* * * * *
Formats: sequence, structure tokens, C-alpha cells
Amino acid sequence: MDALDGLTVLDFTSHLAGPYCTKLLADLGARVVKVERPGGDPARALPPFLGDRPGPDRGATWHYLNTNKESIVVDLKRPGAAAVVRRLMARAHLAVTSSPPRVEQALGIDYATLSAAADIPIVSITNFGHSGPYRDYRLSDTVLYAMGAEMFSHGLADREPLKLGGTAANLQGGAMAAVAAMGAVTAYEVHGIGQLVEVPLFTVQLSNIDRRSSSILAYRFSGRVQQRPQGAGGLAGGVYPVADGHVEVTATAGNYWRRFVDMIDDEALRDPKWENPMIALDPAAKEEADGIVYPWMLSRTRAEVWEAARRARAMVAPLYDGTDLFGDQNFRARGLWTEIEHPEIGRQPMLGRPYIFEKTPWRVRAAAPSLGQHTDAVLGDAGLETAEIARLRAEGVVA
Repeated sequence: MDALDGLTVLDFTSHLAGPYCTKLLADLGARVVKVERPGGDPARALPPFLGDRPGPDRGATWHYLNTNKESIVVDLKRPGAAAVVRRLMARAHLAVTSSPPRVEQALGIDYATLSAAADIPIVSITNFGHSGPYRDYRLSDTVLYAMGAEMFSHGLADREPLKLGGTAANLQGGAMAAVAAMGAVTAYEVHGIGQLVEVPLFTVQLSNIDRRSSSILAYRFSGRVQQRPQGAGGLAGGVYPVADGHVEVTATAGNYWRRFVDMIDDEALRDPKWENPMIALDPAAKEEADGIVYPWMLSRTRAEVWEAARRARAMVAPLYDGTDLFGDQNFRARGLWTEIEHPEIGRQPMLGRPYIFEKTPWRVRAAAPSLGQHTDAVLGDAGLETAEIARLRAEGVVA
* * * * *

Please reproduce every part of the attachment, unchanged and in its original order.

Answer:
Formats: sequence, structure tokens, C-alpha cells
Amino acid sequence: MDALDGLTVLDFTSHLAGPYCTKLLADLGARVVKVERPGGDPARALPPFLGDRPGPDRGATWHYLNTNKESIVVDLKRPGAAAVVRRLMARAHLAVTSSPPRVEQALGIDYATLSAAADIPIVSITNFGHSGPYRDYRLSDTVLYAMGAEMFSHGLADREPLKLGGTAANLQGGAMAAVAAMGAVTAYEVHGIGQLVEVPLFTVQLSNIDRRSSSILAYRFSGRVQQRPQGAGGLAGGVYPVADGHVEVTATAGNYWRRFVDMIDDEALRDPKWENPMIALDPAAKEEADGIVYPWMLSRTRAEVWEAARRARAMVAPLYDGTDLFGDQNFRARGLWTEIEHPEIGRQPMLGRPYIFEKTPWRVRAAAPSLGQHTDAVLGDAGLETAEIARLRAEGVVA
Repeated sequence: MDALDGLTVLDFTSHLAGPYCTKLLADLGARVVKVERPGGDPARALPPFLGDRPGPDRGATWHYLNTNKESIVVDLKRPGAAAVVRRLMARAHLAVTSSPPRVEQALGIDYATLSAAADIPIVSITNFGHSGPYRDYRLSDTVLYAMGAEMFSHGLADREPLKLGGTAANLQGGAMAAVAAMGAVTAYEVHGIGQLVEVPLFTVQLSNIDRRSSSILAYRFSGRVQQRPQGAGGLAGGVYPVADGHVEVTATAGNYWRRFVDMIDDEALRDPKWENPMIALDPAAKEEADGIVYPWMLSRTRAEVWEAARRARAMVAPLYDGTDLFGDQNFRARGLWTEIEHPEIGRQPMLGRPYIFEKTPWRVRAAAPSLGQHTDAVLGDAGLETAEIARLRAEGVVA